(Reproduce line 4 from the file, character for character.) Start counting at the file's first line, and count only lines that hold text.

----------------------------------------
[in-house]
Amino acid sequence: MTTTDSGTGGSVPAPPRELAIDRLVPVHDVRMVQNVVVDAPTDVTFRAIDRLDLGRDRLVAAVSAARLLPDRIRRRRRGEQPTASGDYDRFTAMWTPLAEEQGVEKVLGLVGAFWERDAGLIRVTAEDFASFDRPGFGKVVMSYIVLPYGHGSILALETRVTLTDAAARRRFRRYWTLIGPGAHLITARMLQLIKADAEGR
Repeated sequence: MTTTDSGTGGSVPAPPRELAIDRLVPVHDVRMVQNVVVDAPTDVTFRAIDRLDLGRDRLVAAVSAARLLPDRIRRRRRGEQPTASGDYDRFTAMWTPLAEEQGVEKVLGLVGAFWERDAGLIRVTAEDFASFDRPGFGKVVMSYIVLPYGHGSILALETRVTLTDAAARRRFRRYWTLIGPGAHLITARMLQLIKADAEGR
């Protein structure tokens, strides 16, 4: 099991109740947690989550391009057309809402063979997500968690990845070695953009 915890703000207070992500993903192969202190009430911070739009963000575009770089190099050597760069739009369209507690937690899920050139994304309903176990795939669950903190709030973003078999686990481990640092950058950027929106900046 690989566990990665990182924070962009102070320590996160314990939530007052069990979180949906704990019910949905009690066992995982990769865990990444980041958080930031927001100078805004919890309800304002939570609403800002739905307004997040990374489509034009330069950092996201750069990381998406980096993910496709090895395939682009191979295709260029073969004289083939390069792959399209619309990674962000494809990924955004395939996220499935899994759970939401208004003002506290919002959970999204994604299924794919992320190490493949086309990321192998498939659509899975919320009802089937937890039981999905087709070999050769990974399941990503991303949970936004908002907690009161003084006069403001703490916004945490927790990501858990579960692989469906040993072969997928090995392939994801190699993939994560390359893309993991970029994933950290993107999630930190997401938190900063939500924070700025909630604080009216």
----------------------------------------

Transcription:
């Protein structure tokens, strides 16, 4: 099991109740947690989550391009057309809402063979997500968690990845070695953009 915890703000207070992500993903192969202190009430911070739009963000575009770089190099050597760069739009369209507690937690899920050139994304309903176990795939669950903190709030973003078999686990481990640092950058950027929106900046 690989566990990665990182924070962009102070320590996160314990939530007052069990979180949906704990019910949905009690066992995982990769865990990444980041958080930031927001100078805004919890309800304002939570609403800002739905307004997040990374489509034009330069950092996201750069990381998406980096993910496709090895395939682009191979295709260029073969004289083939390069792959399209619309990674962000494809990924955004395939996220499935899994759970939401208004003002506290919002959970999204994604299924794919992320190490493949086309990321192998498939659509899975919320009802089937937890039981999905087709070999050769990974399941990503991303949970936004908002907690009161003084006069403001703490916004945490927790990501858990579960692989469906040993072969997928090995392939994801190699993939994560390359893309993991970029994933950290993107999630930190997401938190900063939500924070700025909630604080009216």